Mediation has played a critical role in post-genocide Rwanda and is integral to Rwanda’s rewrite of its national narrative, from revenge to reconciliation. After the formation of Rwanda’s current constitution in 2003, a national system of mediation committees was instituted to supplement the court system by handling the majority of less serious civil and criminal matters. By amendment to the civil code in 2012, judges were permitted to mediate commercial matters, and registrars were allowed to recommend mediation and mediate in other civil matters.
The impact of the 2012 amendments was disappointing and in some sense surprising, given the traditional and modern day use of mediation throughout the country. The legal system had little culture or practice of negotiated settlements, and litigation through layers of appeals became the rule, not the exception.
2018 has witnessed a major shift towards the mediation of litigated matters. Another amendment of the civil code has allowed judges and registrars to mediate in all cases. With the ongoing training of judges, in-house counsel and litigators, litigated cases are now being successfully mediated by judges in the commercial court, while judges in the other civil courts are eager to begin.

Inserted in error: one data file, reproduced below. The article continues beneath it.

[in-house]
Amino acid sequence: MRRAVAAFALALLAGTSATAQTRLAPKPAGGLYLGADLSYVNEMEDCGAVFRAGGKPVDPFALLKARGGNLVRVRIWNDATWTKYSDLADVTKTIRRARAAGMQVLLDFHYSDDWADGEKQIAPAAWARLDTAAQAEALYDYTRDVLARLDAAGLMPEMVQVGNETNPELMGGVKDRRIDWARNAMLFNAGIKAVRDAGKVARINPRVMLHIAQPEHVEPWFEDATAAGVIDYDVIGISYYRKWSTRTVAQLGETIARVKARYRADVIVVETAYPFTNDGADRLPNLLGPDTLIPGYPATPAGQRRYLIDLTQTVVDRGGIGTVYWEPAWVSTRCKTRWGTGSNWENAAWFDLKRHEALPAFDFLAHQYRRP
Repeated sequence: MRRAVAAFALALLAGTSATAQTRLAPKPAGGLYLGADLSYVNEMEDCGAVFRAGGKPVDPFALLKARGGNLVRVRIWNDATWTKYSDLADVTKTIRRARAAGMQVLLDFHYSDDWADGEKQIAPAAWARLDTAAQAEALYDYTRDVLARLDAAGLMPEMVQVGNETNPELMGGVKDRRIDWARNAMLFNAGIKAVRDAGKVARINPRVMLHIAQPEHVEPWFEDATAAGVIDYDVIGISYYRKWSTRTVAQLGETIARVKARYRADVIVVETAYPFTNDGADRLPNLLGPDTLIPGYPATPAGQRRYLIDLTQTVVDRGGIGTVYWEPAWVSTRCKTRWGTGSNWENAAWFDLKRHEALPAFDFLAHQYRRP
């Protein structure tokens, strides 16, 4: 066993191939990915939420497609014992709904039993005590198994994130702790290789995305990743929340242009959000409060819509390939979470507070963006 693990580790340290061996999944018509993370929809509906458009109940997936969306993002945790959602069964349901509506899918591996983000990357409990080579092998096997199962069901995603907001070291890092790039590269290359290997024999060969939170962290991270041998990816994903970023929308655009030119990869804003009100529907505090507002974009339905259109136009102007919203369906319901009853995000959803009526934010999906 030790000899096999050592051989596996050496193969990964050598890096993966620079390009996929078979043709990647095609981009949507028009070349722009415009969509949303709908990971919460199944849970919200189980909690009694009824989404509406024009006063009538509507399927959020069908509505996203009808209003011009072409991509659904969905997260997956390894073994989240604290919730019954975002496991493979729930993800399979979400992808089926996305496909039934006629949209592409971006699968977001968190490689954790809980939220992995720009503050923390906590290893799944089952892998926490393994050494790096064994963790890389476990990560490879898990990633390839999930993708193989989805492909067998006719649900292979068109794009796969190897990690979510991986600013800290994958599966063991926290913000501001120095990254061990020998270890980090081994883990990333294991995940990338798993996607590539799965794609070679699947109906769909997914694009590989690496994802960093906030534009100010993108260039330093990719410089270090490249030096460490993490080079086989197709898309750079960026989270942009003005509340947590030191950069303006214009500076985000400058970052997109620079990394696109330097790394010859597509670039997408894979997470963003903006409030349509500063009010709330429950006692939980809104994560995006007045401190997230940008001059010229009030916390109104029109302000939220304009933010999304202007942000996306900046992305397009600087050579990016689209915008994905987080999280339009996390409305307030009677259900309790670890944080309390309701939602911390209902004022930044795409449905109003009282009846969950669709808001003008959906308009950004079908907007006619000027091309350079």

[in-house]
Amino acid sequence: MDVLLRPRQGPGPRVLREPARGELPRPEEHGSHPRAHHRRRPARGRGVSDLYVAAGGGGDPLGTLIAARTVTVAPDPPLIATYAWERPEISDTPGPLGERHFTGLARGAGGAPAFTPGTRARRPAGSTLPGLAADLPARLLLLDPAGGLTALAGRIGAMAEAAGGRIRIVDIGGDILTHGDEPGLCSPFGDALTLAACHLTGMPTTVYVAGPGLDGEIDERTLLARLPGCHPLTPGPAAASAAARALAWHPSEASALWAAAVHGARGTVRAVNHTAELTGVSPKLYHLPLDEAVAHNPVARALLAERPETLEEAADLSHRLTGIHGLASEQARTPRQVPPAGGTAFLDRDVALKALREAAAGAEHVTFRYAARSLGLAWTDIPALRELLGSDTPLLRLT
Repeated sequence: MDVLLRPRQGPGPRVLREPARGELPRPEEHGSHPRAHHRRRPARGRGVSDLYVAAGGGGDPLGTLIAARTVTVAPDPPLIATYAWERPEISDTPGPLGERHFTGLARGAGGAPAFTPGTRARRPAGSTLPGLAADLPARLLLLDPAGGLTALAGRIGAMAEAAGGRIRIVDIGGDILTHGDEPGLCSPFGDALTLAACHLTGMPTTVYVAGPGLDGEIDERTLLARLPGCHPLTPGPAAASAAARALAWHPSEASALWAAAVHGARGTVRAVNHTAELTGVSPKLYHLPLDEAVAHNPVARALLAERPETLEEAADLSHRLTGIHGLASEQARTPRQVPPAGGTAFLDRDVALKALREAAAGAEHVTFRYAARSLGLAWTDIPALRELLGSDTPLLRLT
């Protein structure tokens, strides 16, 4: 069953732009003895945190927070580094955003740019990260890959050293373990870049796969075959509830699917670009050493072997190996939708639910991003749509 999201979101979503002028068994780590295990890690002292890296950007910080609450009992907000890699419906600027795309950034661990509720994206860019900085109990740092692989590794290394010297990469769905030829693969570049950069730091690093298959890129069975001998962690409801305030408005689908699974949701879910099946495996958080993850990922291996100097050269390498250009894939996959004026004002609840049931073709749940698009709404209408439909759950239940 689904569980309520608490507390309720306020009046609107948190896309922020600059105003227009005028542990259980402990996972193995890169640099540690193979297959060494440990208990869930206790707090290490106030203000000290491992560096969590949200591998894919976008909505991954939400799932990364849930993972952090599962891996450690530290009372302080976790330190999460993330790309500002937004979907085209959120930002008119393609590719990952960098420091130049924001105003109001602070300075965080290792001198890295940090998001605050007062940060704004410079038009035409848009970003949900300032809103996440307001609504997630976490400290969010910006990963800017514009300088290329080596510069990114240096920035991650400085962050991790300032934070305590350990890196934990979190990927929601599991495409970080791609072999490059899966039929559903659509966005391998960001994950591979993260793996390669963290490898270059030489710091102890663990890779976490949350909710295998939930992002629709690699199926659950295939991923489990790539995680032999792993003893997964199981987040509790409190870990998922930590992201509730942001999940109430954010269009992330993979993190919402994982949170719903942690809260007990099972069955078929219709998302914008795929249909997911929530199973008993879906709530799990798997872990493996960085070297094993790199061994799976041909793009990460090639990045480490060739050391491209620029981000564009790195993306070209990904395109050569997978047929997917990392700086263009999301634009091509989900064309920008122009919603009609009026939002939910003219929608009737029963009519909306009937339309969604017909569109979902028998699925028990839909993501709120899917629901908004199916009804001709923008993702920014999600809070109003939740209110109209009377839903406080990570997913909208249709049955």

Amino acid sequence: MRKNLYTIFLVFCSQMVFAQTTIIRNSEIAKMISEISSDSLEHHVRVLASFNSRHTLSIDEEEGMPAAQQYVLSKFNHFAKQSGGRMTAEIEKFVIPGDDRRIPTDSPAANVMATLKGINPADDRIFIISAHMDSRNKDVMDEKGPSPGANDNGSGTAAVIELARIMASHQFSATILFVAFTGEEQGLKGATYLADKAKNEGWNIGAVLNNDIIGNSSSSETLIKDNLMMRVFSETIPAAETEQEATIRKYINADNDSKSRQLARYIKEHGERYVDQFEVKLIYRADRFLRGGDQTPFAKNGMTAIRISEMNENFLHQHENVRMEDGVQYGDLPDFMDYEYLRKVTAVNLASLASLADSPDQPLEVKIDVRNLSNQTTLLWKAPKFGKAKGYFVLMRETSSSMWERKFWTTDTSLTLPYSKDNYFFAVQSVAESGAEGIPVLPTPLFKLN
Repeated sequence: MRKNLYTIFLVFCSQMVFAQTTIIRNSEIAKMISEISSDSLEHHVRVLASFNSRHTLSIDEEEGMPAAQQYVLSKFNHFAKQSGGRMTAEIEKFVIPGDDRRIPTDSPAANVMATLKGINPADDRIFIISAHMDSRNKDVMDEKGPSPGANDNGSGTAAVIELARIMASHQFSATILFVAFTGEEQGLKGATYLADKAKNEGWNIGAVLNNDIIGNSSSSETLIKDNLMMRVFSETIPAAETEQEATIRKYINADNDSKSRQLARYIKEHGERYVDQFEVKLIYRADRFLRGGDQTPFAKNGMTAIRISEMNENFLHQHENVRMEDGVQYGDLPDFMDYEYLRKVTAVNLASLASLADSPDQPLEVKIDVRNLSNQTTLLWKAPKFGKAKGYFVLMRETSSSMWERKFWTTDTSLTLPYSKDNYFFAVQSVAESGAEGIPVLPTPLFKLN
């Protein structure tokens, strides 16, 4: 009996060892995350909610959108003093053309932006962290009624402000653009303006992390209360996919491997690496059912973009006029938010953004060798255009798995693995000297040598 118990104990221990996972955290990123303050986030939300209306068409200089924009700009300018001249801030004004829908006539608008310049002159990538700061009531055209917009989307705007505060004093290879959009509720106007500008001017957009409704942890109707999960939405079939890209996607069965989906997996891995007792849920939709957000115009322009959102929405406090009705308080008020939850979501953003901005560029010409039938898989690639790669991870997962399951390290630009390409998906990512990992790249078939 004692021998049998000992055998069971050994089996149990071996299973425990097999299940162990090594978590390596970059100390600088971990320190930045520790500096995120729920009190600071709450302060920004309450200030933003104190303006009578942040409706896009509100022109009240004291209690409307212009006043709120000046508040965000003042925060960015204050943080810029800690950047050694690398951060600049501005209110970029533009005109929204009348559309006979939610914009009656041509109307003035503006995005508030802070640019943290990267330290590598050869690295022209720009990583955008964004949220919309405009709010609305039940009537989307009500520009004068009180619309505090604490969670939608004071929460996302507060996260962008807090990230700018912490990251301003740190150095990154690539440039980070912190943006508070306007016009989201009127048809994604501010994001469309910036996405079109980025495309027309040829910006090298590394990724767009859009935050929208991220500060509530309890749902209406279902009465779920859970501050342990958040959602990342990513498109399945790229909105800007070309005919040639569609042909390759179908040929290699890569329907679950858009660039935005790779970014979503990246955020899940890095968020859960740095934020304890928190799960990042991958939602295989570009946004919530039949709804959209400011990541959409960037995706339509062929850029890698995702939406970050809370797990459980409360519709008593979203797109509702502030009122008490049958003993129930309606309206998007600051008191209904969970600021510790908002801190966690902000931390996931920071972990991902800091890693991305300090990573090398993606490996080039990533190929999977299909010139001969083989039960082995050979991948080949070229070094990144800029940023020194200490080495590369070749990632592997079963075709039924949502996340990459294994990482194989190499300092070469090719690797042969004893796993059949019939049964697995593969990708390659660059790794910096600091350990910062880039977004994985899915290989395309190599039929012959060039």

Many Rwandans, whether members of the public or members of the legal system, believe that mediation is one of the treasures of their culture, and they are determined to create their own unique Rwandan mediation brand to promote the professionalization of mediation in their country. They want to continue to lead Rwanda as a 21st century example of an alternative to violence and model for economic development in Africa.
By Harrison Mutabazi and Bernadette Uwicyeza, Senior Fellows-Rwanda, Weinstein International Foundation